Teenagers are risk takers! Teaching them first aid helps young people evaluate risk and empowers them with life skills to help themselves or their friends, if faced with a medical emergency.
There is no doubt that teenagers often find themselves in circumstances in which first aid skills could make a critical difference. The British Red Cross revealed that:
- More than 532,000 young teenagers have been left to cope with a drunken friend who was sick, injured or unconscious in the last year.
- 1/4 of young people have had to deal with asthma attacks.
- 1/3 of teenagers have had to cope with someone with a head injury.
- 1/5 teenagers have had to help someone who is choking.
Around 60,000 young people are admitted to hospital each year according to ROSPA. These admissions are most commonly due to falls (which will be due to in part to excessive alcohol consumption and extreme sporting activities).
Crucially: when faced with these emergency situations, 44% panicked and 46% simply didn’t know what to do.
In the survey’s most compelling statistic, 97% of young people, believed first aid education would improve their confidence, skills and willingness to act in a crisis.
A First Aid qualification is an essential life skill and helps young people remain safer by appreciating risk and being able to help each other if they are involved in a medical emergency. My own teenagers have both had to use their first aid skills and knowledge on numerous occasions; at parties, on the sports pitch, babysitting, UCAS applications and whilst doing their Duke of Edinburgh Expeditions.
Parents feel far more confident leaving their little ones with someone equipped with the skills to help if there is an accident and Sports and kids clubs view First Aid skills as a necessity.
Therefore, not only are the skills hugely valuable, likely to be used and could save a life; the qualification gained is likely to increase a young person’s chances in this highly competitive world.
Lifesaving First Aid classes are to become a compulsory part of the curriculum in English schools from this year. However, this will only equate to 1 hour of first aid training per year. Many schools are only able to offer this as a demonstration in large groups, rather than ideally in small group hands-on courses that are age-appropriate and tailored to the needs of those attending.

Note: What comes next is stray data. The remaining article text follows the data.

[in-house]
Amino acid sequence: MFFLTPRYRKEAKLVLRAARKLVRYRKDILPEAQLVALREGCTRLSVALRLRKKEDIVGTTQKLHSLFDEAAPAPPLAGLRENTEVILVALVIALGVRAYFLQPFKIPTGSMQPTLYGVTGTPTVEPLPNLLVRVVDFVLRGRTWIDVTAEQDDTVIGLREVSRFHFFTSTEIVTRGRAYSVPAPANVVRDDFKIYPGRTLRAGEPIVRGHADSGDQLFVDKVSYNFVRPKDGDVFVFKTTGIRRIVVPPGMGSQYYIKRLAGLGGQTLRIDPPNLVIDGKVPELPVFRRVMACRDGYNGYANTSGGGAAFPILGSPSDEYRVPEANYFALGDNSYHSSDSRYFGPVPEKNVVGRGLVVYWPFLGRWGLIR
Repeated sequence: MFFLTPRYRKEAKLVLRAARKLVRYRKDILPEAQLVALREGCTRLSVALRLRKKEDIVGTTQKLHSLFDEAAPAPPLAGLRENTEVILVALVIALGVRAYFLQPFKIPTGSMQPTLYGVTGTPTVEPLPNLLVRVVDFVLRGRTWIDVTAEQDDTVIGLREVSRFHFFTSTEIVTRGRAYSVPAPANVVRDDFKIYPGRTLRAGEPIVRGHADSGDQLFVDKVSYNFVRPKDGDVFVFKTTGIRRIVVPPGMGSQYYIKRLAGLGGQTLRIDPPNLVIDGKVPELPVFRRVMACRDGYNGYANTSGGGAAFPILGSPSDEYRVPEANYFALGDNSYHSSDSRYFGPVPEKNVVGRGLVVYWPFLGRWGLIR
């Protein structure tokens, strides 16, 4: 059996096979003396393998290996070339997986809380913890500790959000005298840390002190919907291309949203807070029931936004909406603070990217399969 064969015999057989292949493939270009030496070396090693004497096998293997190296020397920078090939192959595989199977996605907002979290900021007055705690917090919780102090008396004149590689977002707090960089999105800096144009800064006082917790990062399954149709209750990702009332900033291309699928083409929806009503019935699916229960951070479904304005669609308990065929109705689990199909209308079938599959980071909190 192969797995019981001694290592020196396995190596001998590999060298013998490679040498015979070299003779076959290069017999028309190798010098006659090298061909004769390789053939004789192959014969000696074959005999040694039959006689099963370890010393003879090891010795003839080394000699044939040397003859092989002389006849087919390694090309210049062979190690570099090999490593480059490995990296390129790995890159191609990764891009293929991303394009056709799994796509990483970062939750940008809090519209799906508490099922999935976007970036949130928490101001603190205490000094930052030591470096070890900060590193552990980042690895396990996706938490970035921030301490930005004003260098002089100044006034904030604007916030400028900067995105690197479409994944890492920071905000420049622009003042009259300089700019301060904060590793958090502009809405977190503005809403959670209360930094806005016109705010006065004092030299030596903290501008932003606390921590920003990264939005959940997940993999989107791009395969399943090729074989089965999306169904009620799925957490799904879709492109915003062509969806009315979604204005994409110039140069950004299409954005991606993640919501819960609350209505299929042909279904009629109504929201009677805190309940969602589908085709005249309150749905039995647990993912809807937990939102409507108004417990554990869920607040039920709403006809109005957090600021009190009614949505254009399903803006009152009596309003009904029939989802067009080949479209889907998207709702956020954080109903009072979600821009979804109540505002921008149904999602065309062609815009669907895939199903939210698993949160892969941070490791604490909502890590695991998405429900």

There is a wealth of evidence to prove that this new bill will save thousands of lives. Research has shown that the UK has shockingly low survival rates from cardiac arrests. Children and teenagers possessing first aid skills can therefore drastically and positively impact upon the health of the nation.
On 7 December 2019, a mother and her five-month-old baby were plunged into a canal in Widnes after being chased by swans. Although she could swim, Lifei Wang, began to struggle to save her baby as she was weighed down by her clothing. Luckily, the cries of her four-year-old daughter Reya were heard by a group of boys aged 11-14 playing football nearby.
The group of 7 boys had been first aid trained so clicked into action straight away. They rescued the baby and Lifei out of the water, without putting their own lives at risk by going in. The boys quickly realised the baby wasn’t breathing and started CPR. At the same time, one of the other boys was calling 999. It was quite some time before there were any other adults around to help. If these boys had not learnt these skills in school, the consequences in this situation would have been fatal.
The schoolboys were commended by Cheshire Police and presented with a bravery award from this week.
There are thousands of examples just like this. Here at First Aid for Life, there are countless occasions where young people taking our courses have put their skills into practice and helped saved lives.
How young people we have trained, have been able to help others